My Software is Better Than Yours

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By Bill Kennedy - The software business is full of people trumpeting their software as being the best. At a conference I attended last week, someone waxed poetic about how much better Navision (Microsoft Dynamics NAV) is than Great Plains (Microsoft Dynamics GP). This happens to be a topic that I am qualified to weigh in on, being certified in both.

But I didn't. The only time I compare two software packages is when determining which is the better fit for a company.

When someone starts telling you how amazing the system they are selling is, my advice is to tune them out. I even tune out those charts that purport to compare software packages feature by feature. Why? Because you can't capture the differences in approach between two packages in a word or short sentence.

Take foreign currency exchange for example. Most major packages offer this feature, but when you get to know the individual packages you find out that there are significant differences in the way they actually handle foreign currency transactions. How does it treat foreign currency fluctuations in a standard costing environment? How does it do General Ledger revaluations? How does it reverse errors? Does it make adjustments only at the General Ledger level or does it affect the subledgers? How well do third part add-ons integrate with it? Will it allow the consolidation of subsidiary companies denominated in a foreign currency? These questions may be relevant to your company, in which case they are worth asking. If they are not, then why bother even making the comparison?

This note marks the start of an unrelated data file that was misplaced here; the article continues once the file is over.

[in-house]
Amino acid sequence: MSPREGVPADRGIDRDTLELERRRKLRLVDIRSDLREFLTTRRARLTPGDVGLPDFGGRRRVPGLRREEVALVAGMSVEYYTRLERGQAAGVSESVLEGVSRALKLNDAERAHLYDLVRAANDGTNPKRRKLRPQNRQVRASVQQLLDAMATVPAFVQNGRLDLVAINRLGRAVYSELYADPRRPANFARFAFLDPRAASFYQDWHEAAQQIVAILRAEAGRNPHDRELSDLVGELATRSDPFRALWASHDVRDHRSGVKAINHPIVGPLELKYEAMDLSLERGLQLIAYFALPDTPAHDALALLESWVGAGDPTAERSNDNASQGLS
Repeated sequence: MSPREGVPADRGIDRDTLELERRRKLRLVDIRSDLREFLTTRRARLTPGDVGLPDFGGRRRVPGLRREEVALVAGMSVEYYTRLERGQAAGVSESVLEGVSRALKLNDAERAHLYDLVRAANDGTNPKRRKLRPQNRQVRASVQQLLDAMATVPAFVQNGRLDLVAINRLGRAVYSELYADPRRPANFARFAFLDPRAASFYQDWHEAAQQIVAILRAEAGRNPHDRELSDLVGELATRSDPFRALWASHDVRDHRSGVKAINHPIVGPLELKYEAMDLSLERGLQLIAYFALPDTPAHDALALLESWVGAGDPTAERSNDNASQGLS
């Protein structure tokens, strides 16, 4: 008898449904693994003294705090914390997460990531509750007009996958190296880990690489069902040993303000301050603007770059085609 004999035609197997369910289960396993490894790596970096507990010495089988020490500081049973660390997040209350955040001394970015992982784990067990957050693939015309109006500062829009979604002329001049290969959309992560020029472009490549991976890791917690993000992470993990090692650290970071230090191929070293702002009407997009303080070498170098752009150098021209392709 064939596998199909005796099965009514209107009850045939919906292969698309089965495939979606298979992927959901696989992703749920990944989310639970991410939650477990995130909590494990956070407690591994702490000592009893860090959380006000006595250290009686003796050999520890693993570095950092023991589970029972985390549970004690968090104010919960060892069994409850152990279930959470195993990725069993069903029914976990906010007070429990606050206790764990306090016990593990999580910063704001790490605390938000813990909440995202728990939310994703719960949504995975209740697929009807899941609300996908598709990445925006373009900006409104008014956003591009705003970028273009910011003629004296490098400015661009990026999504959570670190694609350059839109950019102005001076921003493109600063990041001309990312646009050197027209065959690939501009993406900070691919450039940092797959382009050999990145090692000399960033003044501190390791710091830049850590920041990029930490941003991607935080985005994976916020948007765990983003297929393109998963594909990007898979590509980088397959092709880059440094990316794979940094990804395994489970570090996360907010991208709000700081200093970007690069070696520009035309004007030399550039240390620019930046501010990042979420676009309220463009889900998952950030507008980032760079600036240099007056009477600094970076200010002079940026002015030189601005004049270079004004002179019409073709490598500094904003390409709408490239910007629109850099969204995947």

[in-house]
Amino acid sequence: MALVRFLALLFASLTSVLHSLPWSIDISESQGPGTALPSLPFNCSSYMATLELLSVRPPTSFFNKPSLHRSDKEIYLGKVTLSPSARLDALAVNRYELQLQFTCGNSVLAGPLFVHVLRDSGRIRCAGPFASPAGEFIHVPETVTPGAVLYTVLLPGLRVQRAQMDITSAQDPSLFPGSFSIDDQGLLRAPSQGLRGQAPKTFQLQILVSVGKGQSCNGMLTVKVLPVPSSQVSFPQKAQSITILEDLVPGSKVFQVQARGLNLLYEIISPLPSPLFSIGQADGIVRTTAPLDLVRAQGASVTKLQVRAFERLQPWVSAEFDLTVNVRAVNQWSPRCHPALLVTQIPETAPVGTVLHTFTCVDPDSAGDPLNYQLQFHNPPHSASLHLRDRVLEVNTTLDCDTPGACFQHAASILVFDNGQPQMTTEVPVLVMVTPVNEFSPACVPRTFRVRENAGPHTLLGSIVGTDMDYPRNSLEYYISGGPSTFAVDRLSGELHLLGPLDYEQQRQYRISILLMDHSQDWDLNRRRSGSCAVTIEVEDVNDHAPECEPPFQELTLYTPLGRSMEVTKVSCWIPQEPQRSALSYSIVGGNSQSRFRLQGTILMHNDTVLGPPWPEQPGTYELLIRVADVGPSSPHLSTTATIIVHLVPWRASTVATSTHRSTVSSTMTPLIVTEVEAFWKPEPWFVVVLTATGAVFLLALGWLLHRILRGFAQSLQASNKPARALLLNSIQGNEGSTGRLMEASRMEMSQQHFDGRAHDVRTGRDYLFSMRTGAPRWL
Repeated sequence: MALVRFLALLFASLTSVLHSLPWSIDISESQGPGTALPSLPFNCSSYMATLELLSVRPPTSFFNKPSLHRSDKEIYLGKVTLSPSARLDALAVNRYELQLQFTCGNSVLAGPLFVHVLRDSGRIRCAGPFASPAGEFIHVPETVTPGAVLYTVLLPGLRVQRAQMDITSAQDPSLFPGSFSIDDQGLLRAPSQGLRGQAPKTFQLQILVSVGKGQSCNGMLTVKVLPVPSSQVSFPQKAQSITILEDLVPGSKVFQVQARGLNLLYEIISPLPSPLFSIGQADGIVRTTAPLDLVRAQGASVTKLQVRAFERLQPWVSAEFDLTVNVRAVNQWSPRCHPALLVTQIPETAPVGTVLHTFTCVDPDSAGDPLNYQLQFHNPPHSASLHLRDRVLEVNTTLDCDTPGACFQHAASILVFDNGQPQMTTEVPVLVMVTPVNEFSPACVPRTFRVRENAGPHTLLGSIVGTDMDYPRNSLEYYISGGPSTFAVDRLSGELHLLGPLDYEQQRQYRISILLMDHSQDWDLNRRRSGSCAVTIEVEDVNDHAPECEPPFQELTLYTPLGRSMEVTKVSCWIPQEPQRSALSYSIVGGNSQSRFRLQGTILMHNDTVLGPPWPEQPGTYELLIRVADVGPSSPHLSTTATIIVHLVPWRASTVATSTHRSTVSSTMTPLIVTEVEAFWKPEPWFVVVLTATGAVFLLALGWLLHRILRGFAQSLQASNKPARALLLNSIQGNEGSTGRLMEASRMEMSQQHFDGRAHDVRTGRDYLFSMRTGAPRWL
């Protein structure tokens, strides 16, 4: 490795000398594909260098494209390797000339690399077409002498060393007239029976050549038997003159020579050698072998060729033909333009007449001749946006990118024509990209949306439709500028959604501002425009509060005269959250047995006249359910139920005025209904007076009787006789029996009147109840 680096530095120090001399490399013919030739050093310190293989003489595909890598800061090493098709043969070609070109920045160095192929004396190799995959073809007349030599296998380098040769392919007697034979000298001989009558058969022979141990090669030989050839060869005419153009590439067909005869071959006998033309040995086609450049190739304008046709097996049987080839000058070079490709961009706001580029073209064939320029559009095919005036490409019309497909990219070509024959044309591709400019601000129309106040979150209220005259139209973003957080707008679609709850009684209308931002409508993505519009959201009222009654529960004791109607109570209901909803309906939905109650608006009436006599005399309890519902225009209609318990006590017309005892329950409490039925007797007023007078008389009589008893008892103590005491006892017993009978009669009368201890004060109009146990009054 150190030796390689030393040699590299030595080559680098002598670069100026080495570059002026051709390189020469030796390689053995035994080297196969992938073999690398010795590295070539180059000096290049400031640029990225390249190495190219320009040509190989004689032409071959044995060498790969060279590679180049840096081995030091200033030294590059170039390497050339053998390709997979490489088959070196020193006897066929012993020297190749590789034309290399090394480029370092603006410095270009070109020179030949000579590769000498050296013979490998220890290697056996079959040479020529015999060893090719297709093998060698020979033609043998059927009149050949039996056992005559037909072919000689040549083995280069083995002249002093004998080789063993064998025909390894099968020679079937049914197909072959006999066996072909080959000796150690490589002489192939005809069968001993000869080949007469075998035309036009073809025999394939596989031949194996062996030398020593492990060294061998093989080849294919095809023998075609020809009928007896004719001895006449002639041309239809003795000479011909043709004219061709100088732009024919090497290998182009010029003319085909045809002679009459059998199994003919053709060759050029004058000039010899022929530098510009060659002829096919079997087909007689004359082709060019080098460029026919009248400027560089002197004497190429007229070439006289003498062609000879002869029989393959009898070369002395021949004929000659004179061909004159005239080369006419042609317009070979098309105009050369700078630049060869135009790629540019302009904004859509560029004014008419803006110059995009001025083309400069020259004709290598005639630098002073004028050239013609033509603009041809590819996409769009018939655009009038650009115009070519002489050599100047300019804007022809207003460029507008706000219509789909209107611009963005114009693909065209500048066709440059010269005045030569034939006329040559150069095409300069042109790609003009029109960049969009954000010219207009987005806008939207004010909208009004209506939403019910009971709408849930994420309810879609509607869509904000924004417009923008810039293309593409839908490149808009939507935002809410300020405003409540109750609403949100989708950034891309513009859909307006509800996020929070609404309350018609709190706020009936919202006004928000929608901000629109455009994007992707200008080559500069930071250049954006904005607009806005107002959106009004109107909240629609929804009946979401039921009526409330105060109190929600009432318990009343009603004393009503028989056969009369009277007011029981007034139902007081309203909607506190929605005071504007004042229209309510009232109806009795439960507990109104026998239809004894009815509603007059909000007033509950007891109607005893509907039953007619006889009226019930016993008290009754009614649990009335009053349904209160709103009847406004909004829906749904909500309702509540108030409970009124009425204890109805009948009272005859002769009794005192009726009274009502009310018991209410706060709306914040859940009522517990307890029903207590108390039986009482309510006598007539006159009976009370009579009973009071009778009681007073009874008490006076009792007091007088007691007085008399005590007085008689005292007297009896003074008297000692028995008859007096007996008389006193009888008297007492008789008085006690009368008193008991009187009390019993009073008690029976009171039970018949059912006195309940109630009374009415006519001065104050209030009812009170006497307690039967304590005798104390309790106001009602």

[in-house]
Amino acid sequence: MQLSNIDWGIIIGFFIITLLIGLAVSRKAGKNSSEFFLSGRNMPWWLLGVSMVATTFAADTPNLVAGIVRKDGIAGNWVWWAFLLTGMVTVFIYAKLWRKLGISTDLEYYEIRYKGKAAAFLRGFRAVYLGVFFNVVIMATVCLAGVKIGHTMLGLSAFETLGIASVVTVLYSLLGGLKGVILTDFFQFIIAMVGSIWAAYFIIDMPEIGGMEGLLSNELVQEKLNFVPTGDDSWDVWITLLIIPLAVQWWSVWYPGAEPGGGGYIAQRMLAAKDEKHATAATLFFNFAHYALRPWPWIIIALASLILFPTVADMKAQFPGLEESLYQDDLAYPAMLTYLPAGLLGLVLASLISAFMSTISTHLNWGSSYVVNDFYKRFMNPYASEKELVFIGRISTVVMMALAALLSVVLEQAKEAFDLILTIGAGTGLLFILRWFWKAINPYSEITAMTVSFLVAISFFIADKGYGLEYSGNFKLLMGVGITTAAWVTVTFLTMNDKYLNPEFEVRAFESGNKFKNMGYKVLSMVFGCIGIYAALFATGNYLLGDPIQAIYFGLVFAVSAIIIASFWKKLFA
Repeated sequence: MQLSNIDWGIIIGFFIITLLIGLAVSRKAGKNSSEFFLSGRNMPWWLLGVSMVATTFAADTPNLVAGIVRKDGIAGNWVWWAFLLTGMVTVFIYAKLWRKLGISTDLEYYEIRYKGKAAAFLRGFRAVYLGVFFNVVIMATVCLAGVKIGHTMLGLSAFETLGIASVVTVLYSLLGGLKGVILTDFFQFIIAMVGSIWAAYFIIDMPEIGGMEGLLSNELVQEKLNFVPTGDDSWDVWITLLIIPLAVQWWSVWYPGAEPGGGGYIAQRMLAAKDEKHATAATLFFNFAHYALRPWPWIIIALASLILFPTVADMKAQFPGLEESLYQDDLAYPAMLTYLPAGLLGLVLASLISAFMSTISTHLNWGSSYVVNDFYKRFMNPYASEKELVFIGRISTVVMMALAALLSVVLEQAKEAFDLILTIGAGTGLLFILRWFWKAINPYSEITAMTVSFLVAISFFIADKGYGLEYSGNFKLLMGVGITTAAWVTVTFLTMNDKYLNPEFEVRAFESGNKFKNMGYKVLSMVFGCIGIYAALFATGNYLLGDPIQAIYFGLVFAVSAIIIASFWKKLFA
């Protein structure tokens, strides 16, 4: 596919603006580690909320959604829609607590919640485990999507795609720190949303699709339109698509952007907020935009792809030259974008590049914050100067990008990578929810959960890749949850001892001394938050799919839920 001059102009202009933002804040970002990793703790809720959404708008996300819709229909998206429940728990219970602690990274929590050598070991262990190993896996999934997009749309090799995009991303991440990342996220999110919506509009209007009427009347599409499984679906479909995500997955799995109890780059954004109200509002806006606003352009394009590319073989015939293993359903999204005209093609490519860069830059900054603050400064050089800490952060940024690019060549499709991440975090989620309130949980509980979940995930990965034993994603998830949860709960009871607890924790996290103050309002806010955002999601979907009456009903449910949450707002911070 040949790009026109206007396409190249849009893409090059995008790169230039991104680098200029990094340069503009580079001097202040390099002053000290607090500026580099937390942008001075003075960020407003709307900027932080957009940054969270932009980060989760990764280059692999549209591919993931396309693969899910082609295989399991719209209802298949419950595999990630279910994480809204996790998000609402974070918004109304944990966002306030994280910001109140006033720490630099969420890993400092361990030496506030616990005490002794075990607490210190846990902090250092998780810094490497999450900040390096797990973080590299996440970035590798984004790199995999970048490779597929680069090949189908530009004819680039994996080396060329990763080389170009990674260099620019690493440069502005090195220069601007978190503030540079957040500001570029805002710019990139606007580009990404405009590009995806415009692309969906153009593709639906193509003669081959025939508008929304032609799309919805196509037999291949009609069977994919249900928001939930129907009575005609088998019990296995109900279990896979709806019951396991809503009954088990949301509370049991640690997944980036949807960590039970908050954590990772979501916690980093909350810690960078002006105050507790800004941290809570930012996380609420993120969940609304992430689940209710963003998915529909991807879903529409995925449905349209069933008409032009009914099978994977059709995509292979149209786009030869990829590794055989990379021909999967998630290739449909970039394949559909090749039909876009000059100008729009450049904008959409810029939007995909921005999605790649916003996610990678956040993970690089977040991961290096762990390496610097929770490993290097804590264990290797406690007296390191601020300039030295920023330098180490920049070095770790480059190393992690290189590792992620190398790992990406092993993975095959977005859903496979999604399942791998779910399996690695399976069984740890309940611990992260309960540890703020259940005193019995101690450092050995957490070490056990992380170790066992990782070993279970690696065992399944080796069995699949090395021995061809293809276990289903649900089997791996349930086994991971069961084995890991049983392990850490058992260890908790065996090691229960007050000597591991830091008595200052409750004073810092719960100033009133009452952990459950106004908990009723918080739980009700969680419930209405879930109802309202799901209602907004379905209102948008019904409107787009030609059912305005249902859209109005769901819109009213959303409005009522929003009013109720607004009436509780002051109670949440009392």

Before we even begin to implement software, I can guarantee you there will be significant areas where the software will not work the way you expect it to. We will have to look at the logic behind both the software and your business processes, as well as how expensive each is to alter. Then we will have to decide which way is best for your business. I would argue that how well a software package is implemented is as important to customer satisfaction as the underlying software. In other words, a great package poorly implemented will often be perceived as poor software. That is another reason I take personal opinions about software packages with a grain of salt.

At the end of the day, the question of which is best for your business is the only question worth asking. It will take a lot of research on your part to arrive at an objective answer, but the results are well worth the work.


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